A couple of interesting questions came my way as my tires were being kicked:  Did I know that if you make a bet bigger than $500 and win, your bookie will never take your money again, and did I realize that odds change even after the starting gate clangs up so an odds-based strategy can't work?

My answers: No and no.

It is certainly true that if a Target GG player were to place a $25,000 bet on a race with a relatively paltry pool, he'd drive the odds on his selection through the floor and in effect he would be betting against himself.

With thanks and appropriate obeisance to the redoubtable NYRA, the above is an example of a pretty decent pool in which a Target max bet would not cause much of a ripple.

But what's lost here is that Target GG isn't intended for on-track use as much as for application in casino and online race books, where bets have no effect whatever on track odds.

It is true, of course, that off-track books have limits, but a $25,000 bet would faze very few of them, and in any event, my recommendation has always been that large bets be spread across multiple books to keep warning bells to a minimum.

That is a practical option as long as I keep doing what I do, which is to bet track by track and not race by race.  Logistical problems are a major headache if  races are only a few minutes apart, but most tracks program at least 25 minutes between events, and the time lag is often much longer.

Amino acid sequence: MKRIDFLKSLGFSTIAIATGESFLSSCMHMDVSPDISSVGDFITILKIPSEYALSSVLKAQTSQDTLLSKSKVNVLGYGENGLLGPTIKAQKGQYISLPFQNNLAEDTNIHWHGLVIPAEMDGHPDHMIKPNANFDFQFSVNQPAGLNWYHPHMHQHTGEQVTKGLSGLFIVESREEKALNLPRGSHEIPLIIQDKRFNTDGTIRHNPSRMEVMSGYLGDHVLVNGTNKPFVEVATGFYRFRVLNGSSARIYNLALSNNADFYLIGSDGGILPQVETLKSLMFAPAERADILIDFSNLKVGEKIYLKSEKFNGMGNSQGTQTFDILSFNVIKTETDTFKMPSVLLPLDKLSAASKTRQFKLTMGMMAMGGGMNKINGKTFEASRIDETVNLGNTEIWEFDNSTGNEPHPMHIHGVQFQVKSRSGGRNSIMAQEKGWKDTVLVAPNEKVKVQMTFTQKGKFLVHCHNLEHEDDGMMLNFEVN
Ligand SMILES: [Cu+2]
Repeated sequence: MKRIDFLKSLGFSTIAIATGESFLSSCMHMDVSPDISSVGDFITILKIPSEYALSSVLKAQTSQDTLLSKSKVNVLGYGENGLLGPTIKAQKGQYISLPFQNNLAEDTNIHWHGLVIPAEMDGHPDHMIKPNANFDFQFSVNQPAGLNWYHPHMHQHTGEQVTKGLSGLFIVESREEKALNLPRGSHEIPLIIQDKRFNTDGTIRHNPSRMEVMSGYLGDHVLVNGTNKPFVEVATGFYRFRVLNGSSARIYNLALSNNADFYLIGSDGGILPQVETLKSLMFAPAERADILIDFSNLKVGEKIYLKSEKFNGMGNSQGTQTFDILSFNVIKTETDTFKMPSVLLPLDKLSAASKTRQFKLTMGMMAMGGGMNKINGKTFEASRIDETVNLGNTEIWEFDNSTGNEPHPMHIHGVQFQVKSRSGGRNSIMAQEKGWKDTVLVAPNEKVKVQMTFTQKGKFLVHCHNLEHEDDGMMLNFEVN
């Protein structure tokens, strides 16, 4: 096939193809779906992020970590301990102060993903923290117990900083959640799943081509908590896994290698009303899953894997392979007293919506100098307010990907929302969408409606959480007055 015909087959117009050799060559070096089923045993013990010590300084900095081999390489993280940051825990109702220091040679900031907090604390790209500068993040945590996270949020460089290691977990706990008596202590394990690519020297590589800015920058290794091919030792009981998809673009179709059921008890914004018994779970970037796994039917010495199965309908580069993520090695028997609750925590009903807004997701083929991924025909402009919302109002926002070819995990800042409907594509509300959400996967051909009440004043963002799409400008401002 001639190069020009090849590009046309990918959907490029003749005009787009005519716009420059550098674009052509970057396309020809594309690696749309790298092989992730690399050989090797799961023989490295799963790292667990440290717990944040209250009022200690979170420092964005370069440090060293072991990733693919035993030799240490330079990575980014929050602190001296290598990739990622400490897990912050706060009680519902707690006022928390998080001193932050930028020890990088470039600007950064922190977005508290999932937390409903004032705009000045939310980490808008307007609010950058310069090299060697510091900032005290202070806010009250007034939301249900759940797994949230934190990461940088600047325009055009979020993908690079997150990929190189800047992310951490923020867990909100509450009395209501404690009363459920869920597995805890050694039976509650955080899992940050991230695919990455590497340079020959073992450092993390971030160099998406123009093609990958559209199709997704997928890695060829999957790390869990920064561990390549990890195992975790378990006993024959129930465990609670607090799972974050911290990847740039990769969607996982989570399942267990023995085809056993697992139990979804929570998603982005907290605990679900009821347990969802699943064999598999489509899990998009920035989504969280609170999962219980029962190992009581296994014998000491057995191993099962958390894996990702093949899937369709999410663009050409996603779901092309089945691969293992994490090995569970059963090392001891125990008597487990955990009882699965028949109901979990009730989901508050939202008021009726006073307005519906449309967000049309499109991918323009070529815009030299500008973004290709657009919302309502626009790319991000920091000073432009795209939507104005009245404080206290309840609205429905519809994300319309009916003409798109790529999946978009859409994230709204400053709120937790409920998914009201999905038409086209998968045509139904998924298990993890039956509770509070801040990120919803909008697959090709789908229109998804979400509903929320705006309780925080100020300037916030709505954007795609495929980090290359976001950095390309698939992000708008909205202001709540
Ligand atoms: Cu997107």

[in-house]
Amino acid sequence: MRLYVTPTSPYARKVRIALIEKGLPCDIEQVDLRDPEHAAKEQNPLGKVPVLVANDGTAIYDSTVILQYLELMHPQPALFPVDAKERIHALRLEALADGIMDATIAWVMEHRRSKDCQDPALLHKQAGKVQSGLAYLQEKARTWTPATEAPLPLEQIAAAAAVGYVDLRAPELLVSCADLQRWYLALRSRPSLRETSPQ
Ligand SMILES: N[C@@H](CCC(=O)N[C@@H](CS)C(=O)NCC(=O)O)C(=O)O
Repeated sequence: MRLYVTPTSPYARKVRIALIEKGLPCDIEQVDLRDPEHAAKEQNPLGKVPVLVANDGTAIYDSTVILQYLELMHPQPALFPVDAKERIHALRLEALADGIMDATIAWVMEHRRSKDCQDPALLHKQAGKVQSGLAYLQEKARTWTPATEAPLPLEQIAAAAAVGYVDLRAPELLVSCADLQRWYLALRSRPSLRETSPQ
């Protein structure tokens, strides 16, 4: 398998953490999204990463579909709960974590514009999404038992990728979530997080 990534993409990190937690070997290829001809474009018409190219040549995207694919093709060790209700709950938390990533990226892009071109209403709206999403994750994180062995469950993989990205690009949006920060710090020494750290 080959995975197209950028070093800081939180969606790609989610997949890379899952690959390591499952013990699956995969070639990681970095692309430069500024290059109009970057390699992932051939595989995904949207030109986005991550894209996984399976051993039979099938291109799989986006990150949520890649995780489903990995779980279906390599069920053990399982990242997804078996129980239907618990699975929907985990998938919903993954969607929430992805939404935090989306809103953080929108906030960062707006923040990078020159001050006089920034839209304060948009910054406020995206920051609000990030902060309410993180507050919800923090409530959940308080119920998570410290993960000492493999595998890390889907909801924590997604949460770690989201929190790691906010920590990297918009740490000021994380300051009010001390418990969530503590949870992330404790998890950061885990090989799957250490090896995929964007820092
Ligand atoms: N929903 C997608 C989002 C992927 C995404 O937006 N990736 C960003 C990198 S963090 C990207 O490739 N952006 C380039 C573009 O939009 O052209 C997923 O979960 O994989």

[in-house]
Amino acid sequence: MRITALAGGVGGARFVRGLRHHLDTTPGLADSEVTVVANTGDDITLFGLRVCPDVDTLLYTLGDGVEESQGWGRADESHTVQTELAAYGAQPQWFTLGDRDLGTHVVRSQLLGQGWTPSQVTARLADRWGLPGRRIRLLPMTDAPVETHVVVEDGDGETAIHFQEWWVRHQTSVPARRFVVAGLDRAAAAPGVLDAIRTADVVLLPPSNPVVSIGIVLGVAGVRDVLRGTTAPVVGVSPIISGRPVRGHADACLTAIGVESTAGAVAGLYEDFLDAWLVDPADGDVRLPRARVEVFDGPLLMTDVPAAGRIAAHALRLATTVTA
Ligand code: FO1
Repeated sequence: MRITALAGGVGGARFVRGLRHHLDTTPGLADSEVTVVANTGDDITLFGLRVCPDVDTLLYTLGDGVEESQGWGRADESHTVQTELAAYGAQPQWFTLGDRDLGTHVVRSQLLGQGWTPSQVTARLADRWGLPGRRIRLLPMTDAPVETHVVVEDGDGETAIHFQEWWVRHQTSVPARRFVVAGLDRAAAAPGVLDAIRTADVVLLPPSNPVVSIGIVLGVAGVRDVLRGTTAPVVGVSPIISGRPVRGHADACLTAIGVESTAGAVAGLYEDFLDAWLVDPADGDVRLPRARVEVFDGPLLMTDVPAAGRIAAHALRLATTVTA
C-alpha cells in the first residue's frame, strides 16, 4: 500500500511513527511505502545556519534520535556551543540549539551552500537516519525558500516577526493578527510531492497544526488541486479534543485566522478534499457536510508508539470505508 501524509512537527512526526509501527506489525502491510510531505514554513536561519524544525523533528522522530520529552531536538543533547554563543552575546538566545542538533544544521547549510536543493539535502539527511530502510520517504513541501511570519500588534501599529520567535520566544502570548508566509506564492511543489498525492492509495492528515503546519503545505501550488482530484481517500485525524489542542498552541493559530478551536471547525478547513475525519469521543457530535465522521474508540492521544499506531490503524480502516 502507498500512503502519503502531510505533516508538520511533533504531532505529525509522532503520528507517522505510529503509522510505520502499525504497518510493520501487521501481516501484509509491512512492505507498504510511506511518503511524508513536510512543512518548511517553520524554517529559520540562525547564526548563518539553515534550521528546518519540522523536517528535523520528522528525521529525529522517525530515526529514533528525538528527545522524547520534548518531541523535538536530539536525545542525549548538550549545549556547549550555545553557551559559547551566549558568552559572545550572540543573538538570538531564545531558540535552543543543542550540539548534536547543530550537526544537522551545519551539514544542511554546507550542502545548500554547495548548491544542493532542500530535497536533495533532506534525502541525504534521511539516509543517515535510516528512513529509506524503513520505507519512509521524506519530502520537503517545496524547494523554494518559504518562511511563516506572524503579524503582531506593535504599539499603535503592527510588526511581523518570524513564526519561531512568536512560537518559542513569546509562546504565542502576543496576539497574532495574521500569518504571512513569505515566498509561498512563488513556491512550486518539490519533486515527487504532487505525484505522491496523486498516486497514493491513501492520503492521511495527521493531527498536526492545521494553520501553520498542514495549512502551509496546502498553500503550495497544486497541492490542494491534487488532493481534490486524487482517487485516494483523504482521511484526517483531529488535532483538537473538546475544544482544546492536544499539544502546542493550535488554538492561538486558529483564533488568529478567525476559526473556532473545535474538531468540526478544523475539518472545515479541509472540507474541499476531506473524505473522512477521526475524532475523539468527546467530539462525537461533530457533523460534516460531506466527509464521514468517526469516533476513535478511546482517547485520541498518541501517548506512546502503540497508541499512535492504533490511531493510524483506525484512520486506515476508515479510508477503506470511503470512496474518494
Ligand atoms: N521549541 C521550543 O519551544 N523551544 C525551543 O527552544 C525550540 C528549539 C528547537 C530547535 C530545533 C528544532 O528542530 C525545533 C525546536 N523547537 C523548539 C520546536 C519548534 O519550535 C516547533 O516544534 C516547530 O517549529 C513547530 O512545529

As for rapidly-changing odds, that would certainly be a problem if Target's bet values were dependent on tote prices.  But they're not and that's that (a more detailed explanation is not called for here).

The future I see for Target GG lies with a network of investors and runners who will together profitably exploit an opportunity that I see as unique.

Progressive betting is demonstrably viable against casino table games, but they require a player to suffer through hour after hour in a noisy and uncomfortable environment in which second-hand smoke can kipper their lungs.  Fun for an occasional hour or two, maybe, but no way to make a living.

My (almost) two-year transparent sports betting project at Sethbets was a long-term winner, but 20 bets a day was as much action as I could find, and the process requires patience and commitment, both of which I have, but some days I felt like I was on the brink of barking madness (see above).

Horse-racing is on the face of it volatile and hazardous, and for years, much as I loved an occasional day at the races, I used "too many contenders" as an excuse for looking elsewhere for betting action.

Then one day, a link to this blog found its way onto a horse-racing bulletin board (they call them forums these days and I had nothing to do with it) and I was quickly bombarded with queries about whether or not Target could make money at the tote.

Almost a year later, I have the answer:  Yes, it can.

Oh, and about those silly iPhone games...

_ An important reminder: The only person likely to make money out of this blog is you, Dear Reader. There's nothing to buy, ever, and your soul is safe (from me, at least). Test my ideas and use them or don't. It's up to you. One more piece of friendly advice: If you are inclined to use target betting with real money against online "casinos" such as Bodog, spend a few minutes and save a lot of money by reading this. _